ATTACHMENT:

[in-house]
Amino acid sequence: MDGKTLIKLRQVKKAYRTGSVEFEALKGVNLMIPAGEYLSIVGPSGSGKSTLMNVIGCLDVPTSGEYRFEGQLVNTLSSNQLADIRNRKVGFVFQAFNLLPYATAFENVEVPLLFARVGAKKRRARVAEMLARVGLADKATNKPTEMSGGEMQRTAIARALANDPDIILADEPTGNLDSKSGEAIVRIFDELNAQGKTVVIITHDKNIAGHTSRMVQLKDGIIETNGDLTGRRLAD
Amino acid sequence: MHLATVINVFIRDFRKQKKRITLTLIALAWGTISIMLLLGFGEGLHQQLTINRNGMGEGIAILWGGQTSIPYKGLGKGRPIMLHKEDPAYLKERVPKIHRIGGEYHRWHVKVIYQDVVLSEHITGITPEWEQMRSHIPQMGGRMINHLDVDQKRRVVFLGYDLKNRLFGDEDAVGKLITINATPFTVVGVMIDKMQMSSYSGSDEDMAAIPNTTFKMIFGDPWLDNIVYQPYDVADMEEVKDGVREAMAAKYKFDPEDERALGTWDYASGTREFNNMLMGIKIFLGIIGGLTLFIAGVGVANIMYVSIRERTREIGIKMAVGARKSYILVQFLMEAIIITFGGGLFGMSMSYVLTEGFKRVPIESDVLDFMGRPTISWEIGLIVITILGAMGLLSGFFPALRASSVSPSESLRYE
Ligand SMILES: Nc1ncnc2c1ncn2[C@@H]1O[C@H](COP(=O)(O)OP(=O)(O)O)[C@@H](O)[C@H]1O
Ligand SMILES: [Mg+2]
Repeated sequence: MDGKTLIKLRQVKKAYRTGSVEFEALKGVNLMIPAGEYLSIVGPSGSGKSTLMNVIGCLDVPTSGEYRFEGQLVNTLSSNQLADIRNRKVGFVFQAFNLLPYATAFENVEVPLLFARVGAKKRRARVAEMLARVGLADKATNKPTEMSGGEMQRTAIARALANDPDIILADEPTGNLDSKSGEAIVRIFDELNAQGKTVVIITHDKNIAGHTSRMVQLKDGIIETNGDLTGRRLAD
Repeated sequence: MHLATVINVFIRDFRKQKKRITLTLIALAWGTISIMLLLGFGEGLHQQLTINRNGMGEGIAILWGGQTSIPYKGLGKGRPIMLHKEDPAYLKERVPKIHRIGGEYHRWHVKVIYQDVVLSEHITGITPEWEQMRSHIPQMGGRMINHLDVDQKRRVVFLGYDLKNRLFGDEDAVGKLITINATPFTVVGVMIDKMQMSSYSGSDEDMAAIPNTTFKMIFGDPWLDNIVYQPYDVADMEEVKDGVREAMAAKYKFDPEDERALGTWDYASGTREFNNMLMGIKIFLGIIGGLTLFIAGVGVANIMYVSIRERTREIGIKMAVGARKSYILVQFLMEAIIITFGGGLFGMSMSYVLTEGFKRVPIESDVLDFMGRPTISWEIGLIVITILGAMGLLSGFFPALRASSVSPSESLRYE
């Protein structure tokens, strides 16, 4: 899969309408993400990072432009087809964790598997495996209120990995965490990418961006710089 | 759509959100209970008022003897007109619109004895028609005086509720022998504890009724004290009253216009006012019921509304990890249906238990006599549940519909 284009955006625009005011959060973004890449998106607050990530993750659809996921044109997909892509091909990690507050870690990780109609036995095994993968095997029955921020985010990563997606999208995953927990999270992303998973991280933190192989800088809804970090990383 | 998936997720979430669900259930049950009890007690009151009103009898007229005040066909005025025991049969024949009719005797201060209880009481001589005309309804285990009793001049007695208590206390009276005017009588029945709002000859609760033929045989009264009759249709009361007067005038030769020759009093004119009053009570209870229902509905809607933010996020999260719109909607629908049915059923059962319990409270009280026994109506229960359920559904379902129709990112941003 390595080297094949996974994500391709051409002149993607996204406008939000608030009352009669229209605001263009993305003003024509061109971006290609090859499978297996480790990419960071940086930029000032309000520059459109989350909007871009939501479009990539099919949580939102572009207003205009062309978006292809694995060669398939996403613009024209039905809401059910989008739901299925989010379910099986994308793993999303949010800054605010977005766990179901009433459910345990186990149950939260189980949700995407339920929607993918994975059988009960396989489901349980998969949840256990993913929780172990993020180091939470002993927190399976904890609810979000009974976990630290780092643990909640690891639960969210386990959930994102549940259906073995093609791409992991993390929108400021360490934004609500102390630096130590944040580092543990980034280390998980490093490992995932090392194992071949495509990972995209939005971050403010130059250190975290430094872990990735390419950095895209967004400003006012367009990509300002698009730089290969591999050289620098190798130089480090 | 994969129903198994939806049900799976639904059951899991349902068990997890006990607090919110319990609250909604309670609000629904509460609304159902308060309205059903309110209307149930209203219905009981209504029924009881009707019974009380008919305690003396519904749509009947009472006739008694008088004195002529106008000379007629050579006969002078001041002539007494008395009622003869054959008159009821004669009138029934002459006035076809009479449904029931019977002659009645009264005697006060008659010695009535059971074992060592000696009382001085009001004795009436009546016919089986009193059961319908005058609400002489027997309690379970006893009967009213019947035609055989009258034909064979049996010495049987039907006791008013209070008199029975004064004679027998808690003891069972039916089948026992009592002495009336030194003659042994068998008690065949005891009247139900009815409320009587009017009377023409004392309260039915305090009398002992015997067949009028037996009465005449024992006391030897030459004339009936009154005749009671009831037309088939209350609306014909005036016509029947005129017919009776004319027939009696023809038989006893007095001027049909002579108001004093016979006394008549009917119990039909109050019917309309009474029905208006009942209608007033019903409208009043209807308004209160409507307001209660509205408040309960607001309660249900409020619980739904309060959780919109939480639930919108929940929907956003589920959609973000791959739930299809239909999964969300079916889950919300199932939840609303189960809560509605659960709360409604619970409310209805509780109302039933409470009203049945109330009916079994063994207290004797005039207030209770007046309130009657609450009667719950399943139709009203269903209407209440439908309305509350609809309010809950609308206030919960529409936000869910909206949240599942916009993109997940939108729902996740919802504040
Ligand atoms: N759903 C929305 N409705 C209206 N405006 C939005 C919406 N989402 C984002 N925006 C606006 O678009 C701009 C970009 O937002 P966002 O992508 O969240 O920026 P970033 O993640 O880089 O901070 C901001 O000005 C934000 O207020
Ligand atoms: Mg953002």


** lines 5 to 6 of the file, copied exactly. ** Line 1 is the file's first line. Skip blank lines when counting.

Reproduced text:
Ligand SMILES: [Mg+2]
Repeated sequence: MDGKTLIKLRQVKKAYRTGSVEFEALKGVNLMIPAGEYLSIVGPSGSGKSTLMNVIGCLDVPTSGEYRFEGQLVNTLSSNQLADIRNRKVGFVFQAFNLLPYATAFENVEVPLLFARVGAKKRRARVAEMLARVGLADKATNKPTEMSGGEMQRTAIARALANDPDIILADEPTGNLDSKSGEAIVRIFDELNAQGKTVVIITHDKNIAGHTSRMVQLKDGIIETNGDLTGRRLAD